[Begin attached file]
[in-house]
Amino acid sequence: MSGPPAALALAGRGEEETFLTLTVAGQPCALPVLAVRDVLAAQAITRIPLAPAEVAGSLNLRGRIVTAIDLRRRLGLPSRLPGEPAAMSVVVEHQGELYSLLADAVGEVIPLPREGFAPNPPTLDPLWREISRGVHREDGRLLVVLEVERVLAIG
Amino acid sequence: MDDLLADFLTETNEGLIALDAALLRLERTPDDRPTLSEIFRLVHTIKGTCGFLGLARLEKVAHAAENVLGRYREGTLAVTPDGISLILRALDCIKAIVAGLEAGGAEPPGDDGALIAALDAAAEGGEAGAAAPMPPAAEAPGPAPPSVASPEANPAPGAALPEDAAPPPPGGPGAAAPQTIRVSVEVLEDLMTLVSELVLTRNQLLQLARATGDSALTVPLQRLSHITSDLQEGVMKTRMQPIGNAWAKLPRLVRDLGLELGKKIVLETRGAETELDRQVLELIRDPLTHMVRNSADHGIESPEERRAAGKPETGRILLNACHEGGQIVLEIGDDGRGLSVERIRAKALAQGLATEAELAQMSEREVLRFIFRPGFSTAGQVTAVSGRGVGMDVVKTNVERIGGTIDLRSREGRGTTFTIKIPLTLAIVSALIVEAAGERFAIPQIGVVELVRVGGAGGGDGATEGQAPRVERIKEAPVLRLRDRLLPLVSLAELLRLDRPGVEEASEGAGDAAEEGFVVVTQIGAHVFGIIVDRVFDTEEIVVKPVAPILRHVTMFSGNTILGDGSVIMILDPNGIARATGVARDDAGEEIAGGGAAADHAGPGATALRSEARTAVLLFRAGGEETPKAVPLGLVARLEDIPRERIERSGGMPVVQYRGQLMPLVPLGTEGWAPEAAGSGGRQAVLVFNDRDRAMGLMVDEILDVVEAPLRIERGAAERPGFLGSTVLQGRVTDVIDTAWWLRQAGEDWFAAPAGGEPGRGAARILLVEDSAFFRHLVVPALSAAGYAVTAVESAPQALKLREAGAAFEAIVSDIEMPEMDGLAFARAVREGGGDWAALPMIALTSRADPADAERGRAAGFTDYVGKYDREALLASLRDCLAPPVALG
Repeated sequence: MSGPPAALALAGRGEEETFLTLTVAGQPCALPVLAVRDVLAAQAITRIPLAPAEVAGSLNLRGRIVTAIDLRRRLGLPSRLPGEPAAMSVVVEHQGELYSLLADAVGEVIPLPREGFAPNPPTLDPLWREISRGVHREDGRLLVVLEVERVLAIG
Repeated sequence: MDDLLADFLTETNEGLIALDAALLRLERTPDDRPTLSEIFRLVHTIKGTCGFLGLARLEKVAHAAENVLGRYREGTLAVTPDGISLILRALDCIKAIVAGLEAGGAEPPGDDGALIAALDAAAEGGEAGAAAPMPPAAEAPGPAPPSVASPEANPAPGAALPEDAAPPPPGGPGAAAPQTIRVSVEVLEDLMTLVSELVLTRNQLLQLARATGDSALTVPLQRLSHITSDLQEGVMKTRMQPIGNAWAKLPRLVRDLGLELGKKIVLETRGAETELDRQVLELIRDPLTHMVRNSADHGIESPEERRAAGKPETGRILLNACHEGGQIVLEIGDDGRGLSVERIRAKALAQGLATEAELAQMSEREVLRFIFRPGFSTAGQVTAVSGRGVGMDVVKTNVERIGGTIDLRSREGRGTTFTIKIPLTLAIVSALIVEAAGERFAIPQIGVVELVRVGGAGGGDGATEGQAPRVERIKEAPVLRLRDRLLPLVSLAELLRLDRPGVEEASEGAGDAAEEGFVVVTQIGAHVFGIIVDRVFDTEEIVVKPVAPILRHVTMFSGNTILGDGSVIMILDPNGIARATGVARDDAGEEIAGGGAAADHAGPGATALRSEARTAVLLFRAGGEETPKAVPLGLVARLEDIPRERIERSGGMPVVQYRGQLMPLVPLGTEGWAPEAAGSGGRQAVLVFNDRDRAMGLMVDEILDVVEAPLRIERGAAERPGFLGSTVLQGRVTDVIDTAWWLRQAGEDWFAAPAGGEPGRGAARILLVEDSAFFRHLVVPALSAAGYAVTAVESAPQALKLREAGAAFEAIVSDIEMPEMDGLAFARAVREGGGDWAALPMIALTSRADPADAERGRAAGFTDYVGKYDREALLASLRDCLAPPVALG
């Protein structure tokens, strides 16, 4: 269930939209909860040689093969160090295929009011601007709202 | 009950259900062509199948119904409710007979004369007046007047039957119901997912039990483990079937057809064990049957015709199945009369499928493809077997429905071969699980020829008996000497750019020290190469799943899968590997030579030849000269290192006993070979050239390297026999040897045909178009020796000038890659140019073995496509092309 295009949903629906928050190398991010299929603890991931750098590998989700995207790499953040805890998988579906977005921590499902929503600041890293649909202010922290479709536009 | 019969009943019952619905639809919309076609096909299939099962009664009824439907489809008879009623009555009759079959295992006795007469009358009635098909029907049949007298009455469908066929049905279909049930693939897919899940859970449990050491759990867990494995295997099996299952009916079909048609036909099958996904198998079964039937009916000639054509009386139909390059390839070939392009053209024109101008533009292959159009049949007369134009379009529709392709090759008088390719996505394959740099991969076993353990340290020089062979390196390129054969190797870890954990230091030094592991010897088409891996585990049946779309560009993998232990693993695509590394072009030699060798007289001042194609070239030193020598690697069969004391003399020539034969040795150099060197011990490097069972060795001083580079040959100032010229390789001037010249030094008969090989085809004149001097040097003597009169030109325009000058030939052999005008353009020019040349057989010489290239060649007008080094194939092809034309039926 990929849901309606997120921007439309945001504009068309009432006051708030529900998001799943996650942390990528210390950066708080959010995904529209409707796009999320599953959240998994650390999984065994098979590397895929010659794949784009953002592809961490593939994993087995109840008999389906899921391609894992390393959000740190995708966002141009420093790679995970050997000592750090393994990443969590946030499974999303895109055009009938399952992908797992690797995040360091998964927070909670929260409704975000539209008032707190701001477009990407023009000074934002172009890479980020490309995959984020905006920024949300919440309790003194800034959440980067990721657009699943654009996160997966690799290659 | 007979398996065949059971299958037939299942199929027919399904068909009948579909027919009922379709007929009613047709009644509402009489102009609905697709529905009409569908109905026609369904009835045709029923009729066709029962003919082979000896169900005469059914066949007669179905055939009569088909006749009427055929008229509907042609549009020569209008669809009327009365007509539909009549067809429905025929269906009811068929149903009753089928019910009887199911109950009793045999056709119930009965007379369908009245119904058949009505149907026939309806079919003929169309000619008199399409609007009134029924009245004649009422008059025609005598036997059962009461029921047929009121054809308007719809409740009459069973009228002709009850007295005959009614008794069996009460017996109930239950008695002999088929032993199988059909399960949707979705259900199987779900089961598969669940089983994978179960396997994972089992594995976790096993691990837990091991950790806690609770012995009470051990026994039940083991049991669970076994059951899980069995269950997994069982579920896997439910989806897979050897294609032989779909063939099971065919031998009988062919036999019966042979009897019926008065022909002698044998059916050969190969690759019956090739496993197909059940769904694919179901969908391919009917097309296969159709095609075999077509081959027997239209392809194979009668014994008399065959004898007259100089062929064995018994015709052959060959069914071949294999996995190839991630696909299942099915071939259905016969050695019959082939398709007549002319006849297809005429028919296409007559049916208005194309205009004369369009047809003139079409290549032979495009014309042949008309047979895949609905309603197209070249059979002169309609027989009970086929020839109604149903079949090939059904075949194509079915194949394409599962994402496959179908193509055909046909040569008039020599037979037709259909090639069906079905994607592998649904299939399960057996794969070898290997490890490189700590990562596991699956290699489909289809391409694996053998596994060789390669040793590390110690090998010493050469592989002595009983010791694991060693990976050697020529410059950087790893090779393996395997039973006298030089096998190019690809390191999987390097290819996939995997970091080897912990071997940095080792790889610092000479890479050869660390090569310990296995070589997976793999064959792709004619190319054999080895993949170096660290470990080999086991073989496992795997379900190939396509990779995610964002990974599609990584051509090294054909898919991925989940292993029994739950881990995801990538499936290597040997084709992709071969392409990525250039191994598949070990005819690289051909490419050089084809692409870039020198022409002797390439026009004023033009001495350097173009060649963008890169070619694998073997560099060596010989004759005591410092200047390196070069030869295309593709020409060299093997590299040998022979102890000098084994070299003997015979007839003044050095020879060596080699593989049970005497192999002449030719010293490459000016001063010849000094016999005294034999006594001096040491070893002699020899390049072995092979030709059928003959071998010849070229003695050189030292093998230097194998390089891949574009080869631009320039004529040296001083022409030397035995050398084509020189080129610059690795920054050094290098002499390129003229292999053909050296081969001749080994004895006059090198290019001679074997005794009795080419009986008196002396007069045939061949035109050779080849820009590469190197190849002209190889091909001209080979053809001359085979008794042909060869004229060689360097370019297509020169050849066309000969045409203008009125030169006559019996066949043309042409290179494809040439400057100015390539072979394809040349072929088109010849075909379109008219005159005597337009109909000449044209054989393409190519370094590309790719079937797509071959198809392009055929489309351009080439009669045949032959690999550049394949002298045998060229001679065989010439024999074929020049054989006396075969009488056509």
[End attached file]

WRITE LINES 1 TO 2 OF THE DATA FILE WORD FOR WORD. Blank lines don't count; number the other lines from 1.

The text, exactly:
[in-house]
Amino acid sequence: MSGPPAALALAGRGEEETFLTLTVAGQPCALPVLAVRDVLAAQAITRIPLAPAEVAGSLNLRGRIVTAIDLRRRLGLPSRLPGEPAAMSVVVEHQGELYSLLADAVGEVIPLPREGFAPNPPTLDPLWREISRGVHREDGRLLVVLEVERVLAIG